Trained First-aiders

Oral Answers to Questions — Health – in the House of Commons at 2:30 pm on 30th March 2010.

Alert me about debates like this

Photo of Bob Russell Bob Russell Opposition Whip (Commons), Shadow Minister (Defence) 2:30 pm, 30th March 2010

If he will undertake research into the proportion of people attending hospital accident and emergency departments whose treatment could be delivered effectively by a trained first-aider.

Photo of Gillian Merron Gillian Merron Minister of State (Public Health), Department of Health

The Department has no plans to do so. First aid is normally given to sustain a patient in an emergency. It is not, of course, a substitute for effective treatment by a health professional.

Photo of Bob Russell Bob Russell Opposition Whip (Commons), Shadow Minister (Defence)

I had hoped for a better answer. May I suggest to the Minister that there is a general acceptance that many people go to accident and emergency departments who should not be there? If society had more trained first-aiders-as my superb ten-minute Bill of 19 November 2003 proposed-there would be less pressure on the NHS budget and on our A and E departments.

Photo of Gillian Merron Gillian Merron Minister of State (Public Health), Department of Health

I am, of course, disappointed to disappoint the hon. Gentleman. I am sure that he, like me, would pay tribute to organisations such as the Red Cross and the St. Johns Ambulance service, of which I used to be a member, and to the many first-aiders up and down the country who give their time to provide on-the-spot initial care. However, first aid is not a treatment, as it can involve anything from putting a plaster on to keeping a patient alive until appropriate medical care is given. There is a range of possibilities for people who need treatment: as well as going to A and E, they can consult NHS Direct or visit the many new walk-in centres that the Government have set up. They can also use the extra services provided by pharmacies and out-of-hours doctors, and we are piloting a three-digit number for the future.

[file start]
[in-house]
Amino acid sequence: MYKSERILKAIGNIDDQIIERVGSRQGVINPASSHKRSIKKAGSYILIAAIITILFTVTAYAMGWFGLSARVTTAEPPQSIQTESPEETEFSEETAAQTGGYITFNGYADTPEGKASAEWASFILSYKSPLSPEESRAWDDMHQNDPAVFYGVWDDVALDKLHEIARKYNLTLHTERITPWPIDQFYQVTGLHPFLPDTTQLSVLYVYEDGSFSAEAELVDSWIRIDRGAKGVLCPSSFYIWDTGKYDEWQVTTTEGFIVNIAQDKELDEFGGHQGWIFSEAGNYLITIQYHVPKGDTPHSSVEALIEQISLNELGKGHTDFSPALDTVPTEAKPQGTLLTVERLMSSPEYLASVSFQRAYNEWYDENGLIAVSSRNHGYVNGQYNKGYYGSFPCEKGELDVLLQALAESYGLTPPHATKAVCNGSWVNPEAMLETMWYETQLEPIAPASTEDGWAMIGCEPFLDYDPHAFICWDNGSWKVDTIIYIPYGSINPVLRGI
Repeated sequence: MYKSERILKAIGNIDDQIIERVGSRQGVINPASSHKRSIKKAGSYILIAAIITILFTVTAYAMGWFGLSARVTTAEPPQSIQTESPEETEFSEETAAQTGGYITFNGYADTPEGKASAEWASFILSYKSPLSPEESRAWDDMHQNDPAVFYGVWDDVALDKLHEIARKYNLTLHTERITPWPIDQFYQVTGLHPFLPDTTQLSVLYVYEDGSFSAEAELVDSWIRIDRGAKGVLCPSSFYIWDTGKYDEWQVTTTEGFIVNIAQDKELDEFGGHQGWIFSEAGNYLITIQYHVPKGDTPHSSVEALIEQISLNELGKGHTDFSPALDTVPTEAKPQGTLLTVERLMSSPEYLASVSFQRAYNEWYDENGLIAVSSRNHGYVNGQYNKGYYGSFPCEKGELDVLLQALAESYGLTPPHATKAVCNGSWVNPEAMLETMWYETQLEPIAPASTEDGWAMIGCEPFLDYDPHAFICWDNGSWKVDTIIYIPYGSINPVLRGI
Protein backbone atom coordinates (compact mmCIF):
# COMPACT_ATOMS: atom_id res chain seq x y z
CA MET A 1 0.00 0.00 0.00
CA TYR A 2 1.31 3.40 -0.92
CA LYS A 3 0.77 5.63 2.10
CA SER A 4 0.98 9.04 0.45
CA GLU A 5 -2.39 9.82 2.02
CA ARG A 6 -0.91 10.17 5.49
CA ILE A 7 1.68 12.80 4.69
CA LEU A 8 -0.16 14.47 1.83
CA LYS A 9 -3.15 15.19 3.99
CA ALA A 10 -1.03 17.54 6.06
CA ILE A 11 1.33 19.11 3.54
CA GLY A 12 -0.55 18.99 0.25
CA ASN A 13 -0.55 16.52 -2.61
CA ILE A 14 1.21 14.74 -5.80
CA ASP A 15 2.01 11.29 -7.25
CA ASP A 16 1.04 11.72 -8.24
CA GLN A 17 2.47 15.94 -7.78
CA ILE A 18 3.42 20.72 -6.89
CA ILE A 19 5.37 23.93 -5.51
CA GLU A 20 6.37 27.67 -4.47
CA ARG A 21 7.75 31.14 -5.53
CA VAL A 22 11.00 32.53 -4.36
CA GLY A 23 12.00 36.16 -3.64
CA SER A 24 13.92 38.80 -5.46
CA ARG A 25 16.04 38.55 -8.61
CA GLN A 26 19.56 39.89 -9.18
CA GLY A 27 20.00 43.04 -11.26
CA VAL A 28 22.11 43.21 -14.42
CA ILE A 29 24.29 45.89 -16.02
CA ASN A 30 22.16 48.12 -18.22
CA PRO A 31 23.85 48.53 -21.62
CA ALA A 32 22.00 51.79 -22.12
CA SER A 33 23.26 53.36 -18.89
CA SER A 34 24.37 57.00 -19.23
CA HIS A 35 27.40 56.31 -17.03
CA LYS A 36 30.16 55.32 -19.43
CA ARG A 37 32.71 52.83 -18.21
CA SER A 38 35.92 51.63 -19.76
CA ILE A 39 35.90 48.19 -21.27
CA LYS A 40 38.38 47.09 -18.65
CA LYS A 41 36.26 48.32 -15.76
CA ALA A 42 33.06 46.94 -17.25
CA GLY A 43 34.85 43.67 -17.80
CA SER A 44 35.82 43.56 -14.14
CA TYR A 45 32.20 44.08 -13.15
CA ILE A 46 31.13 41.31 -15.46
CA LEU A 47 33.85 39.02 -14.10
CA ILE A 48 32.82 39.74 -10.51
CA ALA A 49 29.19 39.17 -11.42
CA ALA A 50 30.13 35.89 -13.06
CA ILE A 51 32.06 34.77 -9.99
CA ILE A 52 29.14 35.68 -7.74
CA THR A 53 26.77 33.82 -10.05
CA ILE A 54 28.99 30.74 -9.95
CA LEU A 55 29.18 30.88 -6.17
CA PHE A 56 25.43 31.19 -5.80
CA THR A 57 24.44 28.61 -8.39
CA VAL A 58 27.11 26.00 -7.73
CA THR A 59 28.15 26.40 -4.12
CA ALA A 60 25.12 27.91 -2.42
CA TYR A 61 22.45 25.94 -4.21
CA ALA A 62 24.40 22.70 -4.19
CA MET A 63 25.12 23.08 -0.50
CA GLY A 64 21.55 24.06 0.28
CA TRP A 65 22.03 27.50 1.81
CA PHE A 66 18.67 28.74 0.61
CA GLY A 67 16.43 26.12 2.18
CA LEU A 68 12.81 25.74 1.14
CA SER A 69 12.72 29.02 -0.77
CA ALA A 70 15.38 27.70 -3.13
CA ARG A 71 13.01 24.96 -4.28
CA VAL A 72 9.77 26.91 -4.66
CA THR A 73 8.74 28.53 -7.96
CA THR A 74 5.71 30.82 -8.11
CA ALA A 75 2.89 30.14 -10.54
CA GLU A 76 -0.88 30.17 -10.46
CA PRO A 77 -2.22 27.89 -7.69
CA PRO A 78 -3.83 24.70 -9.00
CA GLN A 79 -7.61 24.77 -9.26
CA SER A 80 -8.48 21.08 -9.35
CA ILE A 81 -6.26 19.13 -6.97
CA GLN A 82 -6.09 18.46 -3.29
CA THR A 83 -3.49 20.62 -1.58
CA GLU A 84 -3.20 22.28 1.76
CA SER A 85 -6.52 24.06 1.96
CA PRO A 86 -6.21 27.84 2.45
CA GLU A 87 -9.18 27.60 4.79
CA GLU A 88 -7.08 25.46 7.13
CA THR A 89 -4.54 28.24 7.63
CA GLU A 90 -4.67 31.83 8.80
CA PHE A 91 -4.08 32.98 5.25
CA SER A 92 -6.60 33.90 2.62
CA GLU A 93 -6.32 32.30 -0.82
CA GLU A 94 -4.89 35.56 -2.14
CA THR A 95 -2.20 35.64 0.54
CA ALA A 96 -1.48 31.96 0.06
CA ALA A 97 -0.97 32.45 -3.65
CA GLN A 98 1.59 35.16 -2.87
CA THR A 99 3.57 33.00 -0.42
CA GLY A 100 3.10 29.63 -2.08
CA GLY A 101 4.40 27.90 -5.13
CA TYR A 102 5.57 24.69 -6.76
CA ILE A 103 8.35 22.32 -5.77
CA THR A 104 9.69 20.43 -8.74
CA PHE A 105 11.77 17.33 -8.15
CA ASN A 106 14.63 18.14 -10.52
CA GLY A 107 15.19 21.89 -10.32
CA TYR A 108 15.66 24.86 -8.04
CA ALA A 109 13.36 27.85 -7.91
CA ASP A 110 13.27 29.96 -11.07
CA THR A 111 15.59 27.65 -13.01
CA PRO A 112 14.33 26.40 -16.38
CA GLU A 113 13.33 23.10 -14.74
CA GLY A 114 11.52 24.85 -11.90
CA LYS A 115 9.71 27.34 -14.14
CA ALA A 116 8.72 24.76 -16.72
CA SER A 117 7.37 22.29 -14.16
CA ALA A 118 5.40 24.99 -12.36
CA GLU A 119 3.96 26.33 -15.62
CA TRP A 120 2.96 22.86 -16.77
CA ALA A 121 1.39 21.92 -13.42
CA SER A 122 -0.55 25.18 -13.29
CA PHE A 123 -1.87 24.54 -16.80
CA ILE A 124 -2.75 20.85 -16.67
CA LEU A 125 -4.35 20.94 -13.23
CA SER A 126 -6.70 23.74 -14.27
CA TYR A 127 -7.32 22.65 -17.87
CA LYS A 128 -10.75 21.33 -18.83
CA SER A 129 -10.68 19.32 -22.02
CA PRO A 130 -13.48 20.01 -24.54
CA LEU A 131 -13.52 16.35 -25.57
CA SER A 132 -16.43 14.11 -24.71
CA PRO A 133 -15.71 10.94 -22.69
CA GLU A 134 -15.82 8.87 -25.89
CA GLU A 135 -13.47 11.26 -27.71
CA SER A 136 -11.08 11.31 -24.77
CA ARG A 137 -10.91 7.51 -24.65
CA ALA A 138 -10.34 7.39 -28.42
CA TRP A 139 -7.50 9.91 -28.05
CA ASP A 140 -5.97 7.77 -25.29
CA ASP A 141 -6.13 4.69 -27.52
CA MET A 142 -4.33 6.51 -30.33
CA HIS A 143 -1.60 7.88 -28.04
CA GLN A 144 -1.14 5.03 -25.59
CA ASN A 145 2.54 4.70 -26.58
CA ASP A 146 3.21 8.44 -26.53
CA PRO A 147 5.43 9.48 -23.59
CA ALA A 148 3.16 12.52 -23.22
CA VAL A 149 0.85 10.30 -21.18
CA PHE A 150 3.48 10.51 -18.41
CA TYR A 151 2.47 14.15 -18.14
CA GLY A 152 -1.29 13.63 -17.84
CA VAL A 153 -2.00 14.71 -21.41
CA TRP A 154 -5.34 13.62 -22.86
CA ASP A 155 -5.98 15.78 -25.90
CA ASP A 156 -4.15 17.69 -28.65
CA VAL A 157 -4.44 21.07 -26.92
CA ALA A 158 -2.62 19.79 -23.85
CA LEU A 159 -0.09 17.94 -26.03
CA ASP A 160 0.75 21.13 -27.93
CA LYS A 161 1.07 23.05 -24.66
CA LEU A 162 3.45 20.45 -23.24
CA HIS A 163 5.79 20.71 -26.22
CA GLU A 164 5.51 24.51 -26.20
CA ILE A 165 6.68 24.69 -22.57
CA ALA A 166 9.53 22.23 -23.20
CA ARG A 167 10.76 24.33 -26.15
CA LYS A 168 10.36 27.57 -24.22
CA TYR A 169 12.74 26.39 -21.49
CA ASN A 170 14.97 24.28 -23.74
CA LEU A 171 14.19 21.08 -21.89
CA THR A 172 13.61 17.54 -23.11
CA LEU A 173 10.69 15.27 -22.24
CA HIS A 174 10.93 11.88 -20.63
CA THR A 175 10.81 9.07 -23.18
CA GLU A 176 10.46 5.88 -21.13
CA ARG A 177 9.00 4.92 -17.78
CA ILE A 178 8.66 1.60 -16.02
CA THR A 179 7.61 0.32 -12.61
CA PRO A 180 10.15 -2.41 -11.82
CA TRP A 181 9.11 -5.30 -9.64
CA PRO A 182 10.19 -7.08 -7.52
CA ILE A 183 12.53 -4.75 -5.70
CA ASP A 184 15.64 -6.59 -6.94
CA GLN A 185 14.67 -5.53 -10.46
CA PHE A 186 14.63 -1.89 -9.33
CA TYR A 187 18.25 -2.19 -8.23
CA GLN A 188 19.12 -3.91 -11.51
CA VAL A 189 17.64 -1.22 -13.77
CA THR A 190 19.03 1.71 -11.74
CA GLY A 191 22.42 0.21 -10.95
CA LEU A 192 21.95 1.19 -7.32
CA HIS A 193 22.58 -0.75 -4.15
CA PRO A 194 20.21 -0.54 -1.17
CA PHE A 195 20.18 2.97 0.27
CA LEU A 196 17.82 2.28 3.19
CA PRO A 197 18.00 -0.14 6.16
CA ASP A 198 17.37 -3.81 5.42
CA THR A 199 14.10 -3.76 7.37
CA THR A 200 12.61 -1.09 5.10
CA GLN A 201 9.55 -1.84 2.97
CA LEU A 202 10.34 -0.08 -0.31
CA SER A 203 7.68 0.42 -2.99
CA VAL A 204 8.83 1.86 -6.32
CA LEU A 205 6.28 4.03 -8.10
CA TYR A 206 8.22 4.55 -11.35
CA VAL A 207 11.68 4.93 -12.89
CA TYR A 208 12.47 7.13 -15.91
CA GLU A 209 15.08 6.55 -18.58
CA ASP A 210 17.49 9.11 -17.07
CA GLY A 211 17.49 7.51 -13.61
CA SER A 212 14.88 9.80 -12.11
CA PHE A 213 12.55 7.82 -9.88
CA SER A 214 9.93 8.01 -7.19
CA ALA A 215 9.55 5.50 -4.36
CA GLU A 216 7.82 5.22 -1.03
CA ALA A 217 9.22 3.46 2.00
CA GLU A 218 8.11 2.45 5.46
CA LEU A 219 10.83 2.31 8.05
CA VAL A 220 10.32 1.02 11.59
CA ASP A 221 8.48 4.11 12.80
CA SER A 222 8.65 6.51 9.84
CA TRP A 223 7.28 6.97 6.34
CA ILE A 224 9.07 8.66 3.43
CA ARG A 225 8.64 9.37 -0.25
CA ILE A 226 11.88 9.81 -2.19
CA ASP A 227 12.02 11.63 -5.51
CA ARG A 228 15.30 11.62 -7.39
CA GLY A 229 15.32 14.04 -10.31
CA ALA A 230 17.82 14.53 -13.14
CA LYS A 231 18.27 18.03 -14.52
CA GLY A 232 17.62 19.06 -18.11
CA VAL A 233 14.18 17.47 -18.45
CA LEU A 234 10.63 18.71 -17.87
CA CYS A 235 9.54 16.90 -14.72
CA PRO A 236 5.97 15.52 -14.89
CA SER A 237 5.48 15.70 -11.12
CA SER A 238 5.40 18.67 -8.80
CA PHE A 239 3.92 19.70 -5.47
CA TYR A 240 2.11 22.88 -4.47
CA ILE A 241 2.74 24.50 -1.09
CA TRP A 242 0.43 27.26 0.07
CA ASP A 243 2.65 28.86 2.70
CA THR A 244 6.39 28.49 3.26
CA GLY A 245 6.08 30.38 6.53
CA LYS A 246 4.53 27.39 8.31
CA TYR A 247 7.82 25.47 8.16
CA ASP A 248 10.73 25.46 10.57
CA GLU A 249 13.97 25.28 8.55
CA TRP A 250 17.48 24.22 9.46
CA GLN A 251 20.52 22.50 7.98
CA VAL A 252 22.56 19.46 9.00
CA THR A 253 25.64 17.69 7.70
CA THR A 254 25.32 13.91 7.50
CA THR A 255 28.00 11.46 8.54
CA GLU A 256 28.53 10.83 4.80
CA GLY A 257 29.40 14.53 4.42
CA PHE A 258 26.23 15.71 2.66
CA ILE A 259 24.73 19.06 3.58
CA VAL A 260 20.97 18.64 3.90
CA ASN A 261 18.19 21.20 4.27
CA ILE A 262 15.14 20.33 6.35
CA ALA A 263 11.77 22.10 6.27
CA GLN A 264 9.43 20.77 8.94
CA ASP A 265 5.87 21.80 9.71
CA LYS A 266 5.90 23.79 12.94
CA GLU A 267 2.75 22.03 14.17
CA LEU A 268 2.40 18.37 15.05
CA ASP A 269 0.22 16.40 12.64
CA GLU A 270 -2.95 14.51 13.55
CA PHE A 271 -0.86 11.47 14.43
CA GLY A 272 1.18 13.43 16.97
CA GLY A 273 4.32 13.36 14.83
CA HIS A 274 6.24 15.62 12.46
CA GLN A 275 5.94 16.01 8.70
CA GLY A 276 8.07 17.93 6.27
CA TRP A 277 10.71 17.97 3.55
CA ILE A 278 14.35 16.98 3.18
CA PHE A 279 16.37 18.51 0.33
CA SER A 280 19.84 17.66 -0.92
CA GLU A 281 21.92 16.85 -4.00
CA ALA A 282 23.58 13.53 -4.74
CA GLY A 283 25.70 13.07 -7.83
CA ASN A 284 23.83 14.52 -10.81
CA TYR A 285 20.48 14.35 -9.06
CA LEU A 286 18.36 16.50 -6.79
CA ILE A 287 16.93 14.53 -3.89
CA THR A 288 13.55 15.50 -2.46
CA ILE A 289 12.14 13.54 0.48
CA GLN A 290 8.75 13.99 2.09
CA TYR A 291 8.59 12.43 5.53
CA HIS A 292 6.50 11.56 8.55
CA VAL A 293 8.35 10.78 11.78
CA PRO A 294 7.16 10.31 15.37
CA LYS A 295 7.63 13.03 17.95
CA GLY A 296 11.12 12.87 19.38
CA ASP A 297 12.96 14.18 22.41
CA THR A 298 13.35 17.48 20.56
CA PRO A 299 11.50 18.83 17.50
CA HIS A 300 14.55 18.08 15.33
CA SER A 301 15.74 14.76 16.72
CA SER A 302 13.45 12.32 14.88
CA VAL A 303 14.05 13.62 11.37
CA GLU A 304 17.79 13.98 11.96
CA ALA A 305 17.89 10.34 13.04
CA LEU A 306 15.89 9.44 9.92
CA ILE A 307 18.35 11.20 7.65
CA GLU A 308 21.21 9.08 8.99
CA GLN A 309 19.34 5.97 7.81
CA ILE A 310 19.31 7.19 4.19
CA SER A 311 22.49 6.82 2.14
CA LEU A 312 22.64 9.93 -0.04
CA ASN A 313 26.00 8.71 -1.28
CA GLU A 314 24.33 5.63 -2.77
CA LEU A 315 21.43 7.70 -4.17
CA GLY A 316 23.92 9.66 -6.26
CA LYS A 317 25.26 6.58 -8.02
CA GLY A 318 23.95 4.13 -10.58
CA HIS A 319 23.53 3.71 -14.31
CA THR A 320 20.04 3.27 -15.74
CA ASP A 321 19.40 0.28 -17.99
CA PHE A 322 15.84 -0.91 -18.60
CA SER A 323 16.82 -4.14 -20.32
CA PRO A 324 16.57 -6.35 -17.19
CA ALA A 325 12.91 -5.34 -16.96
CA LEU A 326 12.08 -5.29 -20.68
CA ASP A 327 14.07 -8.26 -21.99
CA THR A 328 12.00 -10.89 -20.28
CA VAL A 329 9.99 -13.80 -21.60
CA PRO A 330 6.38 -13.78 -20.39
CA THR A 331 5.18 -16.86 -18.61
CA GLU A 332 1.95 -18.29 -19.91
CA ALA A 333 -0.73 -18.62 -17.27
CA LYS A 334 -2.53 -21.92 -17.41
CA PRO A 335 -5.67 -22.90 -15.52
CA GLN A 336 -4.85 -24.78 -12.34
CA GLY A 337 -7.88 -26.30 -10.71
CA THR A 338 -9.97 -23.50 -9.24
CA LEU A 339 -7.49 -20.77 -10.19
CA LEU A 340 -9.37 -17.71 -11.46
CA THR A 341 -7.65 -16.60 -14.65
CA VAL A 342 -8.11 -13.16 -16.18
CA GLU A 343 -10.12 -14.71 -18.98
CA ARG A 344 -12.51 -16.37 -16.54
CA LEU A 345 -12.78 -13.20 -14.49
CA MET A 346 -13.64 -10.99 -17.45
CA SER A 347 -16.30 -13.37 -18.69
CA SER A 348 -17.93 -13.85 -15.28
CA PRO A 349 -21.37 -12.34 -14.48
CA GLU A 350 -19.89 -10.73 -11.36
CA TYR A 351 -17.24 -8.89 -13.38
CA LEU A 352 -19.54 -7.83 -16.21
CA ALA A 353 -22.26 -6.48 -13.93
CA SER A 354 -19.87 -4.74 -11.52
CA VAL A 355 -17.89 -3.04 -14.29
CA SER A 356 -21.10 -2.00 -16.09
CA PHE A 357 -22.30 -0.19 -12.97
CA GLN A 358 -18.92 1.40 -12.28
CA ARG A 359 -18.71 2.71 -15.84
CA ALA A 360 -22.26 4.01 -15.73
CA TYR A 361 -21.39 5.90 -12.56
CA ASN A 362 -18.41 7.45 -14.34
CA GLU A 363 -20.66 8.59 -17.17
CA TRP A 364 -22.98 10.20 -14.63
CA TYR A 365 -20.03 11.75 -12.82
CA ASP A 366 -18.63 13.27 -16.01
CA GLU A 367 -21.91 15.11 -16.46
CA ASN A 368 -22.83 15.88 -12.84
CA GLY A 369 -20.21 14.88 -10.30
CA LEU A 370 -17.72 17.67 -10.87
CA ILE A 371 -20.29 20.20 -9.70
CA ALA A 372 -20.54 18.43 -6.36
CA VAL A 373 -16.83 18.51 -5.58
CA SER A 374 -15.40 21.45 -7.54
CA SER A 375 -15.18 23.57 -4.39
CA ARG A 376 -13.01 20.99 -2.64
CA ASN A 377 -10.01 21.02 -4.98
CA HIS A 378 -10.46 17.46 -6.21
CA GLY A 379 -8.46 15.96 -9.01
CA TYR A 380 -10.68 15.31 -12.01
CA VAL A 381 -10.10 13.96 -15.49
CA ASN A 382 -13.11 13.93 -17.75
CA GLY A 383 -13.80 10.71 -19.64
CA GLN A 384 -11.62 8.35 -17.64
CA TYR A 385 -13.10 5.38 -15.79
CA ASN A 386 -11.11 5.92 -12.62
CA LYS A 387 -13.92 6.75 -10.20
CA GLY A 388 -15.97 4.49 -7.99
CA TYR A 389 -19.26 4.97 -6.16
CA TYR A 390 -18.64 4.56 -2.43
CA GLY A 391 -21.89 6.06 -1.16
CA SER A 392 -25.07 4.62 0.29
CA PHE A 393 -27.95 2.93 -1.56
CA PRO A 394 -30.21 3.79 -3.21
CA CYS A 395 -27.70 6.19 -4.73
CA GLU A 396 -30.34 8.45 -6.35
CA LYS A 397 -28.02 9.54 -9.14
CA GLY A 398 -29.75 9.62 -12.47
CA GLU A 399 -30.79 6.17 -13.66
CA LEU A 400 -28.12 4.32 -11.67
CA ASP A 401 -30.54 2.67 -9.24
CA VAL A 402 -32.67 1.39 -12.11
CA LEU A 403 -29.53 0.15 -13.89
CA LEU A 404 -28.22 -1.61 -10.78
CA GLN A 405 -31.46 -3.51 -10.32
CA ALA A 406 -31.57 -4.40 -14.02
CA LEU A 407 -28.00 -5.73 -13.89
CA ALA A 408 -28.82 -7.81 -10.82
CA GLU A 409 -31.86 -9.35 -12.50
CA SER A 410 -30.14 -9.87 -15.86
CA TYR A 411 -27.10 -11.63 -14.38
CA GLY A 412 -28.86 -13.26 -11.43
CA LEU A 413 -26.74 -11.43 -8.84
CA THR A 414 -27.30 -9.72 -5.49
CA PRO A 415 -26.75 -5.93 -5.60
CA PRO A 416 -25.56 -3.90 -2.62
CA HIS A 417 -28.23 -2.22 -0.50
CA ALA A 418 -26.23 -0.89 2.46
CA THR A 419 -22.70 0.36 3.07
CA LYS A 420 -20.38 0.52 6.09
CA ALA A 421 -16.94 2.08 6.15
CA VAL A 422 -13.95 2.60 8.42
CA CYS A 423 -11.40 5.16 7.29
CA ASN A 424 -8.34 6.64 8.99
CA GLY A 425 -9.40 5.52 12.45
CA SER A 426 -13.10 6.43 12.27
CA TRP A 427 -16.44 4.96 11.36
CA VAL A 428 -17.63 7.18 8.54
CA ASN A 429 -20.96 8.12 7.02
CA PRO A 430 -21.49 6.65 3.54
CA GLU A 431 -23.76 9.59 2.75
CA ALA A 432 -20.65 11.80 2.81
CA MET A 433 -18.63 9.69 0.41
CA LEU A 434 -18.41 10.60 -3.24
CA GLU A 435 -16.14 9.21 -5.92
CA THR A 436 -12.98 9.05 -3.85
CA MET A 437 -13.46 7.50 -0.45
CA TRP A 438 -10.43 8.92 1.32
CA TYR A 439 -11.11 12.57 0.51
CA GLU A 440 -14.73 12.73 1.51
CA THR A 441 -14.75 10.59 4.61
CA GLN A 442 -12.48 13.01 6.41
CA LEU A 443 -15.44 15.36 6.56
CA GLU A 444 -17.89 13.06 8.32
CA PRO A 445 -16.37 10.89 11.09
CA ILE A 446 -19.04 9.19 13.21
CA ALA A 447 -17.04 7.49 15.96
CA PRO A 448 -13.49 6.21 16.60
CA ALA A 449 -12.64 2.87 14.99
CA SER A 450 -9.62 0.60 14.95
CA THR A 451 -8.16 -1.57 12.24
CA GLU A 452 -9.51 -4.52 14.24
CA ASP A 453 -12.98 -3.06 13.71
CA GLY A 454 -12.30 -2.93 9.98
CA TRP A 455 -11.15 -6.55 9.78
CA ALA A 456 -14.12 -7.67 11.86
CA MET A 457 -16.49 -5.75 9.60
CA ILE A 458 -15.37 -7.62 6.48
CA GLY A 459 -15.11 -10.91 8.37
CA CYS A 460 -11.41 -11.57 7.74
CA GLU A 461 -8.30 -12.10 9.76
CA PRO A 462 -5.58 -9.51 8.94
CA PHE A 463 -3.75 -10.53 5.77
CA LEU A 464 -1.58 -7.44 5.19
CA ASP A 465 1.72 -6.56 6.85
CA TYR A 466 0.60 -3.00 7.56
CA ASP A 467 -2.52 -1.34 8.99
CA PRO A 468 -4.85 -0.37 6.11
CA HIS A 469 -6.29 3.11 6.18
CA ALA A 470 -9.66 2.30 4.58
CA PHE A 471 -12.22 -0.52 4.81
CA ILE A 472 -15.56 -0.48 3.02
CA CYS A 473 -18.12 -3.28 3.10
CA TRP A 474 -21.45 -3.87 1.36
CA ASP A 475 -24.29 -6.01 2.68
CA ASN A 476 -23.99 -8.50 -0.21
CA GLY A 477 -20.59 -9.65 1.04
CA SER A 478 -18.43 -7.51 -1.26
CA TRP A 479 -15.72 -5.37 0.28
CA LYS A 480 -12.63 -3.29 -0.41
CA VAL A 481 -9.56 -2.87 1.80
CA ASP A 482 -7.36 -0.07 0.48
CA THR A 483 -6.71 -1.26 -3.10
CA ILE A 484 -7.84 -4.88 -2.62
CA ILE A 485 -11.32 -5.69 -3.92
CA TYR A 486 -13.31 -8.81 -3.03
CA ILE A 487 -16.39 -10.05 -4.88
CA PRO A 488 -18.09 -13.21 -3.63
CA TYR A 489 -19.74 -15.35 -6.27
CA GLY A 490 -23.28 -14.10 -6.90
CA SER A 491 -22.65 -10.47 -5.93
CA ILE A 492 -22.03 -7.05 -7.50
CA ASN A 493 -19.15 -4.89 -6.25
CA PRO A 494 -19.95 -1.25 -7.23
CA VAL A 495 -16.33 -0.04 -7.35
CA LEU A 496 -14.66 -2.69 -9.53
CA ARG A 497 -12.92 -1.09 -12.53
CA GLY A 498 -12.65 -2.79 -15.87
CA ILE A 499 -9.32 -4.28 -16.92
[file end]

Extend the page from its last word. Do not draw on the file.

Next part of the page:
Photo of Linda Gilroy Linda Gilroy Labour, Plymouth, Sutton

A and E services are often put under great pressure by peaks in drinking, particularly binge drinking at the weekend. Will my hon. Friend look at how the Plymouth PCT and Derriford hospital have brought a service into the city service to address that issue? The service uses paramedics and others to treat people in situ, thus relieving pressure at the main service point in Derriford hospital.

Photo of Gillian Merron Gillian Merron Minister of State (Public Health), Department of Health

I would of course be very happy to look at that service, and I congratulate the local health care services in my hon. Friend's constituency on showing such initiative. What they are doing is exactly what the NHS is about-taking the right services to the right people at the right time.